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Resembling Franz Liszt from the stage…he distinguished himself from his many brilliant peers by projecting a composer’s command of his repertoire”
– Rorianne Schrade, New York Concert Review (Winter, 2008)


“In bravura passages, Cameron equals anyone who champions Liszt”
– Audiophile Audition (Oct, 2010)


Matthew Cameron’s Chopin playing is of the highest order and well worth hearing, always poetic and expressive as well as virtuosic. He puts his own stamp on his performances, and this recording (Chopin, 24 Etudes) is up there with the very best available.”
– MusicWeb International (June, 2015)


Highly animated playing…The Don Juan Fantasy exhibits some almost impossibly large arrivals…Clean and impressively fast
– American Record Guide (March, 2011)


“The great virtuoso”
– Teatro del Sale, Italy (2010)


…a boldly romantic pianist with a strong technique and a personality attuned to both the swashbuckling and the sentiment that this repertoire requires . . . the dexterity of his touch . . . the seduction of his rhythmic teasing . . .
– Fanfare Magazine (2011)


The music of Liszt seems to be Matthew Cameron’s great strength…The technical demands of Liszt seem to hold no problems for Matthew Cameron and the performances are always insightful and musical…Feux Follets is delivered with real sparkle and utmost clarity of articulation. Very fine and virtuosic playing here full of musical insights, and Gnomenreigen is brilliantly played too, a performance that could not be bettered.
-Geoffrey Molyneux, (Oct. 2013)


Multiplying and squaring difficulties with Pythagorean zeal…aristocratic in inspiration
– Music and Vision Daily (Jan. 2011)


Matthew Cameron’s remarkable, luxurious, and ever-so-pianistic transcription of Khachaturian’s ballet music from Spartacus celebrates the original’s affecting melodic content most persuasively, and with considerable imagination and abandon, too…Cameron, a gifted pianist and composer in his own right, has created an opulent and sympathetic paraphrase that deserves a permanent place in the piano repertoire. Indeed, it would flatter any expert pianist bold enough to perform it.
– Fanfare (2015)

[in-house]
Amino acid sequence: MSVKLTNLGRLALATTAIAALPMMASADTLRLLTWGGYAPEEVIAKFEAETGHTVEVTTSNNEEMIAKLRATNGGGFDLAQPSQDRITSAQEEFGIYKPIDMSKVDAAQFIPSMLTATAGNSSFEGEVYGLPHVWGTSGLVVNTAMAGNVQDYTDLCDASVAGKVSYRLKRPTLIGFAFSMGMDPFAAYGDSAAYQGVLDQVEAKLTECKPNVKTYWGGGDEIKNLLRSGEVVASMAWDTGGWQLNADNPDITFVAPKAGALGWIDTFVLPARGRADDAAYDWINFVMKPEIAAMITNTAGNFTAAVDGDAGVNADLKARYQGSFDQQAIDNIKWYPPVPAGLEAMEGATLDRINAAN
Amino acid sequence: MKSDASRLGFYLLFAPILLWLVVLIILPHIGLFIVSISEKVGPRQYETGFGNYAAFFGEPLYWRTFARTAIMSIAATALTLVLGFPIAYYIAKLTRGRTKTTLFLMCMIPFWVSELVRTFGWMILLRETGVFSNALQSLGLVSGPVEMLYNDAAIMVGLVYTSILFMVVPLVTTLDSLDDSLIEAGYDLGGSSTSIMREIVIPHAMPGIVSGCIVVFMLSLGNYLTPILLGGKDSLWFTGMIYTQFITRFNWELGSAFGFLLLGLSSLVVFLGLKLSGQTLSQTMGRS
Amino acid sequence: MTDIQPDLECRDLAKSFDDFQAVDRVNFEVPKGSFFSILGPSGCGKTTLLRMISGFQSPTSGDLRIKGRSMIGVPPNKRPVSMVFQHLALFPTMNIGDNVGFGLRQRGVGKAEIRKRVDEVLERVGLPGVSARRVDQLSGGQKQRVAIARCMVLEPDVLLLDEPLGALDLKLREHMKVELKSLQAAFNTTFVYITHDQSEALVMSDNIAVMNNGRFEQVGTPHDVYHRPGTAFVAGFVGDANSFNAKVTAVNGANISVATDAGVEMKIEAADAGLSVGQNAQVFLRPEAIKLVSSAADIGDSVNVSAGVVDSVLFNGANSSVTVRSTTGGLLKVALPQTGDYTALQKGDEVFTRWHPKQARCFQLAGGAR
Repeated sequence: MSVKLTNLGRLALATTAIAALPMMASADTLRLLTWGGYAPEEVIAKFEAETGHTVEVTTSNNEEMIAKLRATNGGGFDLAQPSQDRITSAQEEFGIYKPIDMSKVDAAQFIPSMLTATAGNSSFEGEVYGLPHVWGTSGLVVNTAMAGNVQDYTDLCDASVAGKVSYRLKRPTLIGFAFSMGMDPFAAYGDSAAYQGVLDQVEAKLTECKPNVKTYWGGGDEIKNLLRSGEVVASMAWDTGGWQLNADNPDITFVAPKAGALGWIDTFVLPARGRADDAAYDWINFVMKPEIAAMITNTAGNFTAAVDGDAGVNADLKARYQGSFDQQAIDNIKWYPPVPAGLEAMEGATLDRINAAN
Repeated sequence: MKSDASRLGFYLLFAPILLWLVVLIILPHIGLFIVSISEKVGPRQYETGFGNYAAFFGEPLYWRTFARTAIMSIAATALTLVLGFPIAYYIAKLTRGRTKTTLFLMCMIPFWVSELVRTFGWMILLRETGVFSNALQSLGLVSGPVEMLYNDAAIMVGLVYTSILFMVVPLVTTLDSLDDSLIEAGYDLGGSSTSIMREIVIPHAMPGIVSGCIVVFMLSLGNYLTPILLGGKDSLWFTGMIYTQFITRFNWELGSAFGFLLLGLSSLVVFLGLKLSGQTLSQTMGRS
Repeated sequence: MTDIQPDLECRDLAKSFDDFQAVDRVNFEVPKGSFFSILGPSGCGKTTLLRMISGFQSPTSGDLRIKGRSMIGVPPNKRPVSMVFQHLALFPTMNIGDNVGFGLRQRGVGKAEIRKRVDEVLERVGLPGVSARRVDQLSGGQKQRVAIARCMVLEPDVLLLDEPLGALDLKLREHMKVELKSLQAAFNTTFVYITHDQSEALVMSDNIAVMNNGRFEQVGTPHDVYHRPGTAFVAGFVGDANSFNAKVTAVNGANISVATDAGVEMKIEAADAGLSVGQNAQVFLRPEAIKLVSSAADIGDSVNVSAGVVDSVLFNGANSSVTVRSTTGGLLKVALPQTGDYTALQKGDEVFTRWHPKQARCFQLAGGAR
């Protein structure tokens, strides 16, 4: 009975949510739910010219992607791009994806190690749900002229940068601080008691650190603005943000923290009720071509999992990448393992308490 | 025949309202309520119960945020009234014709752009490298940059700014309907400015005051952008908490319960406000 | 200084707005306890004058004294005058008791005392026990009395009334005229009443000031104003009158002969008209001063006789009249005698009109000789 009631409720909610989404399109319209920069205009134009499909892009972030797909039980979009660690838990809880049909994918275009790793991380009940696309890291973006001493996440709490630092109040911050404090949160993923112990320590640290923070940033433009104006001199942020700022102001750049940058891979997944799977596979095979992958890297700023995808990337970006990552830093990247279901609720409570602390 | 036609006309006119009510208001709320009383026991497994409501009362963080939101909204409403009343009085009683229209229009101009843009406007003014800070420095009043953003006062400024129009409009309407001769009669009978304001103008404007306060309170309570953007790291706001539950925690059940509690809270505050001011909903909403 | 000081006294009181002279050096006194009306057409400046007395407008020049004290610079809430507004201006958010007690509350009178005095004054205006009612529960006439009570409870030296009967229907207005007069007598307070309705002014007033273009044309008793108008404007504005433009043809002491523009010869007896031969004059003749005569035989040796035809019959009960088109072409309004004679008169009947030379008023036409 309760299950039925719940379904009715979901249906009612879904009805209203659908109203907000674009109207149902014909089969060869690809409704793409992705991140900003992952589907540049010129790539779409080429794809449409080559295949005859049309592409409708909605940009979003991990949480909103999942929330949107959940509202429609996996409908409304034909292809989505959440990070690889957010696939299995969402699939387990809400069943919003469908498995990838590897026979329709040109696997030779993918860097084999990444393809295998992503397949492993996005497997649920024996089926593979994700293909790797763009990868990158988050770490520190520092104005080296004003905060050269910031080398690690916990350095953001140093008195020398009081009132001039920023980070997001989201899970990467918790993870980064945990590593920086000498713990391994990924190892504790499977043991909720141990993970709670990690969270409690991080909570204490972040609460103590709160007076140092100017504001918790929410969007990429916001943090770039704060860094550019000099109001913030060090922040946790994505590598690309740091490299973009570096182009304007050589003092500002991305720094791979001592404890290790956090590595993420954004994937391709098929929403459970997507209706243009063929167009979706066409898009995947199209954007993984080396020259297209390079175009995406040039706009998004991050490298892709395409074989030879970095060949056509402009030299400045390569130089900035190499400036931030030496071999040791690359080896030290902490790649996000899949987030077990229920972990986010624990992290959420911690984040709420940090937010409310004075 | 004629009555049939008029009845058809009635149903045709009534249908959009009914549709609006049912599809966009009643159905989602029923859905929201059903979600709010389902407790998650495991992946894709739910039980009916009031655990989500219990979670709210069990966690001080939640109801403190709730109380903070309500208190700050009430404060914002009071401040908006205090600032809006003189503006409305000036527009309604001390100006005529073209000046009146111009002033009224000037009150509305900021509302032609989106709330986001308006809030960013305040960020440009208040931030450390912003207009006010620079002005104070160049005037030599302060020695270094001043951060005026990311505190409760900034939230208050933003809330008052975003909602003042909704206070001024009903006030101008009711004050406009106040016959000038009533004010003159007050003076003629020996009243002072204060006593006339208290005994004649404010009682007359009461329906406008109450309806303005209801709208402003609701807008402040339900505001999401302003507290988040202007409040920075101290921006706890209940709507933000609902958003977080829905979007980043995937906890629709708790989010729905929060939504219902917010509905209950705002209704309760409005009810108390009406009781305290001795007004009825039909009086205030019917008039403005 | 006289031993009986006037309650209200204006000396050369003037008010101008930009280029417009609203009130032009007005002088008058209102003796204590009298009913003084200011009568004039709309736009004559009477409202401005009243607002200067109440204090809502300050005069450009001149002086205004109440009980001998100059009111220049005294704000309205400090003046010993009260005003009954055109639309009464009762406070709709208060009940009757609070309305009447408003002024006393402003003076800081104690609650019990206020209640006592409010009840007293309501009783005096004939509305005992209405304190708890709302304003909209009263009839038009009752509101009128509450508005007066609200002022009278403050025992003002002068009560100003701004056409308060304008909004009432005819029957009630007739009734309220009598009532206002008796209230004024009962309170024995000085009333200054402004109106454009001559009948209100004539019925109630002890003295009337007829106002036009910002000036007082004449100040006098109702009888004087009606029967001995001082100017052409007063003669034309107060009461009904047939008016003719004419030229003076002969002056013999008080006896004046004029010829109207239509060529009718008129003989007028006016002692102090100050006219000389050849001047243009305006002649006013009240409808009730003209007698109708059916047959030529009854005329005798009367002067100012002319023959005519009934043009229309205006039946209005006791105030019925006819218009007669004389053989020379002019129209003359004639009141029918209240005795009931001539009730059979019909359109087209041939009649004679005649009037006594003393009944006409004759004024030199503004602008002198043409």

Cameron demonstrates his virtuosity in brilliant decorative flourishes with crystal clear demisemiquavers, and these fiendishly difficult passages seem to hold no fear for him. In the end, they are only decorations of the melody….He phrases beautifully and the sound is well-balanced….Hunnenschlacht, or the Battle of the Huns, is brilliantly transcribed here for piano solo by Matthew Cameron.  In the fearsome opening section, Cameron displays his phenomenal virtuosity to great effect with dark and deep sounds to terrify us all…Liszt himself made a transcription of this work (Les Preludes) for two pianos but Matthew Cameron’s version is equally successful, very virtuosic and exciting. Cameron’s transcription is sensitively realised and he successfully conveys the drama and intensity of the work.This collection is very varied and exciting and although there are already many fine recordings of some of the pieces presented here, Matthew Cameron puts his own distinguished stamp on the proceedings. He demonstrates such fine musicianship and virtuosity, and this excellent project is really well worth hearing.
-Geoffrey Molyneux, (Feb. 2014)


Mr. Cameron’s transcription of Les Preludes (Liszt) is a masterful one.  It’s brilliantly effective
– Timothy Gilligan, New York Concert Review (Winter, 2006)


There’s bravura aplenty here, but with delicacy where it’s required. There’s plenty of dexterity, too, as on the previous album so, unless you restrict yourself to listening to Liszt from one of the big names of the past, this album is well worth having.
– Brian Wilson, (Dec. 2013)


Matthew Cameron plays a selection of piano works (Cala CACD 88045)…the playing of seven works by Liszt is impressive including as it does two of his symphonic poems written for orchestra and transcribed by Cameron.
– Opusklassiek (Oct. 2011)


Transcription fanciers will discover that much of the swooning emotion of the famous Spartacus Adagio comes through in Cameron’s recent arrangement.
– Records International


Spartacus, in a new arrangement by Matthew Cameron…is impressive for the way it presents the ballet’s well-known main theme, particularly in its wide, sweeping orchestral gestures


Matthew Cameron’s music is immensely attractive and engaging. Because he uses musical archetypes from the  past, combining them with 20th century devices from our time, his music soars over the unattractiveness of much modernism and communicates to the genuine music lover.
– Anthony Newman


“A genius”
– Cyprien Katsaris


I consider him to be one of the most talented pianists of his generation, and one of the three most talented pianists I have personally ever known
– Joseph Patrych, classical music director WFUV radio 1980-1993, grammy nominated engineer


“It was a real pleasure for me to be introduced to the original music of Matthew Cameron.  An inspired and gifted composer who speaks to the heart, his works deserve to be heard and performed widely.  I shall follow his creative endeavors with keen interest.
– Dimitris Sgouros


“He has succeeded in bringing many of the 19th century’s Lisztian  keyboard textures into the twenty-first century, and has placed them in the service of his own creative gifts. The result is most impressive.”
– Alan Walker


He is an artist – with all the seriousness and integrity that that implies.”
– David Dubal, author and host of WQXR’s “Reflections from the Keyboard”


Matthew Cameron…makes great transcriptions.
– Cyprien Katsaris (from an interview with the San Fransisco Examiner)


Profound musical consciousness
– Michel Lenaour, French music writer



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